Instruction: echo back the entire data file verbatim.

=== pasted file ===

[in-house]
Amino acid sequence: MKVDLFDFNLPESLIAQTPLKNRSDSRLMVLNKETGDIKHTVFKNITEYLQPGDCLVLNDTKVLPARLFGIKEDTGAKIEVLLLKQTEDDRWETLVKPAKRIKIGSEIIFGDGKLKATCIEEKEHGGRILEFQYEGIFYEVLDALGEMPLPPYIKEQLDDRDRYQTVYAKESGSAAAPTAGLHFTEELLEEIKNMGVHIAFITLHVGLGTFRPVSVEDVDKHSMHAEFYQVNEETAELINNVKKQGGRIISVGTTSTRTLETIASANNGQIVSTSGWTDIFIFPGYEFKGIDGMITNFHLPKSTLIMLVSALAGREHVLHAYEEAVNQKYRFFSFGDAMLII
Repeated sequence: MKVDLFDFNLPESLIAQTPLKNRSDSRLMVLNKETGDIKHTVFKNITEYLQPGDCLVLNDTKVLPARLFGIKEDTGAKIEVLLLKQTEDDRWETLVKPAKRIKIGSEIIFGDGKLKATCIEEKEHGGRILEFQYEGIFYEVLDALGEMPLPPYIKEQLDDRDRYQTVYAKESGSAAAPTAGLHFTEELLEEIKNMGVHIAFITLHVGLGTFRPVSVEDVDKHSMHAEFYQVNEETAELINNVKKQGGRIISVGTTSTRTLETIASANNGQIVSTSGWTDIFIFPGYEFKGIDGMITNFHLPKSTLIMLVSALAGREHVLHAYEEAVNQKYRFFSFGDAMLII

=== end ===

[in-house]
Amino acid sequence: MKVDLFDFNLPESLIAQTPLKNRSDSRLMVLNKETGDIKHTVFKNITEYLQPGDCLVLNDTKVLPARLFGIKEDTGAKIEVLLLKQTEDDRWETLVKPAKRIKIGSEIIFGDGKLKATCIEEKEHGGRILEFQYEGIFYEVLDALGEMPLPPYIKEQLDDRDRYQTVYAKESGSAAAPTAGLHFTEELLEEIKNMGVHIAFITLHVGLGTFRPVSVEDVDKHSMHAEFYQVNEETAELINNVKKQGGRIISVGTTSTRTLETIASANNGQIVSTSGWTDIFIFPGYEFKGIDGMITNFHLPKSTLIMLVSALAGREHVLHAYEEAVNQKYRFFSFGDAMLII
Repeated sequence: MKVDLFDFNLPESLIAQTPLKNRSDSRLMVLNKETGDIKHTVFKNITEYLQPGDCLVLNDTKVLPARLFGIKEDTGAKIEVLLLKQTEDDRWETLVKPAKRIKIGSEIIFGDGKLKATCIEEKEHGGRILEFQYEGIFYEVLDALGEMPLPPYIKEQLDDRDRYQTVYAKESGSAAAPTAGLHFTEELLEEIKNMGVHIAFITLHVGLGTFRPVSVEDVDKHSMHAEFYQVNEETAELINNVKKQGGRIISVGTTSTRTLETIASANNGQIVSTSGWTDIFIFPGYEFKGIDGMITNFHLPKSTLIMLVSALAGREHVLHAYEEAVNQKYRFFSFGDAMLII